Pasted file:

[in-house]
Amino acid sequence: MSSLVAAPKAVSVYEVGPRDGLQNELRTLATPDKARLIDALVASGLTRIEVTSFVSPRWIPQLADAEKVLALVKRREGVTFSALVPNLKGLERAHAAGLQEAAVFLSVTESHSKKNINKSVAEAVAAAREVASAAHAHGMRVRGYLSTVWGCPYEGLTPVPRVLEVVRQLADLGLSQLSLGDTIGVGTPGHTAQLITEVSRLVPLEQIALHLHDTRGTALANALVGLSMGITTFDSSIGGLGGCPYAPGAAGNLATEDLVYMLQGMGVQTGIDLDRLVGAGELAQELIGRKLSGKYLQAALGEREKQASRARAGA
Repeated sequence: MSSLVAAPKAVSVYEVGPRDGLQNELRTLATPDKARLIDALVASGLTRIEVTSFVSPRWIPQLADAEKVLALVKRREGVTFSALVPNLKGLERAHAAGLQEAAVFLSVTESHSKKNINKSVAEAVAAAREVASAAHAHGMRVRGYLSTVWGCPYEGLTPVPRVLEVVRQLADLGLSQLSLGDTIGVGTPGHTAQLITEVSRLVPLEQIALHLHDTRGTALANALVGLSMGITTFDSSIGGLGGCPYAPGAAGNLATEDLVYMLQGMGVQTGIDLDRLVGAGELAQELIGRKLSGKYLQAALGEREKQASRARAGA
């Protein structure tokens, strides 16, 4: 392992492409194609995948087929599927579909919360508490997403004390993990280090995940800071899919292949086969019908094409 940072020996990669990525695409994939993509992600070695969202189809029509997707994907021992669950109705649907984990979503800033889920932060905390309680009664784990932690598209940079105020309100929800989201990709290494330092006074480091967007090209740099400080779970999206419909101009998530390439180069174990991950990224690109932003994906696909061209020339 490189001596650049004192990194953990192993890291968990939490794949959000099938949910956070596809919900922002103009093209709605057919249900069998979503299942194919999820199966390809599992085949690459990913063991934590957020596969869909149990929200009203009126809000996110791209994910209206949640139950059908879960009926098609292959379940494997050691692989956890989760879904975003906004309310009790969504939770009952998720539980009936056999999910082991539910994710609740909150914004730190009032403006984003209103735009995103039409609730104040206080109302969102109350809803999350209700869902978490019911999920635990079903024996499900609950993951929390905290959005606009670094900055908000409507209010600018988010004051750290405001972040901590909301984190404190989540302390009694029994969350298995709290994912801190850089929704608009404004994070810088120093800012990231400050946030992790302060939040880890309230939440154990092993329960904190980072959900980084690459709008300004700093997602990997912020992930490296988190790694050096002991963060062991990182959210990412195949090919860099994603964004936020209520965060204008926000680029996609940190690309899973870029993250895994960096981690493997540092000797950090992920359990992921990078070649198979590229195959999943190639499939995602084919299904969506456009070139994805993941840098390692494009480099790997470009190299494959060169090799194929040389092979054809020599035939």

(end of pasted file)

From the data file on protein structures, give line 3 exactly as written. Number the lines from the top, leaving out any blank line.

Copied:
Repeated sequence: MSSLVAAPKAVSVYEVGPRDGLQNELRTLATPDKARLIDALVASGLTRIEVTSFVSPRWIPQLADAEKVLALVKRREGVTFSALVPNLKGLERAHAAGLQEAAVFLSVTESHSKKNINKSVAEAVAAAREVASAAHAHGMRVRGYLSTVWGCPYEGLTPVPRVLEVVRQLADLGLSQLSLGDTIGVGTPGHTAQLITEVSRLVPLEQIALHLHDTRGTALANALVGLSMGITTFDSSIGGLGGCPYAPGAAGNLATEDLVYMLQGMGVQTGIDLDRLVGAGELAQELIGRKLSGKYLQAALGEREKQASRARAGA